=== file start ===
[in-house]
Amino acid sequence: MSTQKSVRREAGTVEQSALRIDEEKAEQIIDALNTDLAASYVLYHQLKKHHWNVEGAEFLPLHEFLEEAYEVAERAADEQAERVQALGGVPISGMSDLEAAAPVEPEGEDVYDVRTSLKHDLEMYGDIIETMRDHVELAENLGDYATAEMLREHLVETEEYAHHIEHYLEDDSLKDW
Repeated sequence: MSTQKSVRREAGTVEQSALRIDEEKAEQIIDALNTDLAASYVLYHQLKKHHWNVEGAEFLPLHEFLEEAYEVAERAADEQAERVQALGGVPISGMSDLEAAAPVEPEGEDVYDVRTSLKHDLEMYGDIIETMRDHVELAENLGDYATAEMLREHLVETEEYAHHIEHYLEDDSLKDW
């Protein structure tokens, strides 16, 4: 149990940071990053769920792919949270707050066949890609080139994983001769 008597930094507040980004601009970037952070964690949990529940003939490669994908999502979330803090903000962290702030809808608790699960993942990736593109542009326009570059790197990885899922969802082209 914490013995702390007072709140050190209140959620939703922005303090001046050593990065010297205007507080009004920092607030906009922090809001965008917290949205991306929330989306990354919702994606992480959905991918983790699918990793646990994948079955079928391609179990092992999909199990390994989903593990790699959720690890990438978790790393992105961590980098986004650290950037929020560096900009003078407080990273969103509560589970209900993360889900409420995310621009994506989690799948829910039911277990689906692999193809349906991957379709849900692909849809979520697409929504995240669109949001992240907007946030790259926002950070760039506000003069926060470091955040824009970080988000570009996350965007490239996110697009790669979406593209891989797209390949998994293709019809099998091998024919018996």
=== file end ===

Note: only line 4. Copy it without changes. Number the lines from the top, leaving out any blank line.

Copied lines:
């Protein structure tokens, strides 16, 4: 149990940071990053769920792919949270707050066949890609080139994983001769 008597930094507040980004601009970037952070964690949990529940003939490669994908999502979330803090903000962290702030809808608790699960993942990736593109542009326009570059790197990885899922969802082209 914490013995702390007072709140050190209140959620939703922005303090001046050593990065010297205007507080009004920092607030906009922090809001965008917290949205991306929330989306990354919702994606992480959905991918983790699918990793646990994948079955079928391609179990092992999909199990390994989903593990790699959720690890990438978790790393992105961590980098986004650290950037929020560096900009003078407080990273969103509560589970209900993360889900409420995310621009994506989690799948829910039911277990689906692999193809349906991957379709849900692909849809979520697409929504995240669109949001992240907007946030790259926002950070760039506000003069926060470091955040824009970080988000570009996350965007490239996110697009790669979406593209891989797209390949998994293709019809099998091998024919018996």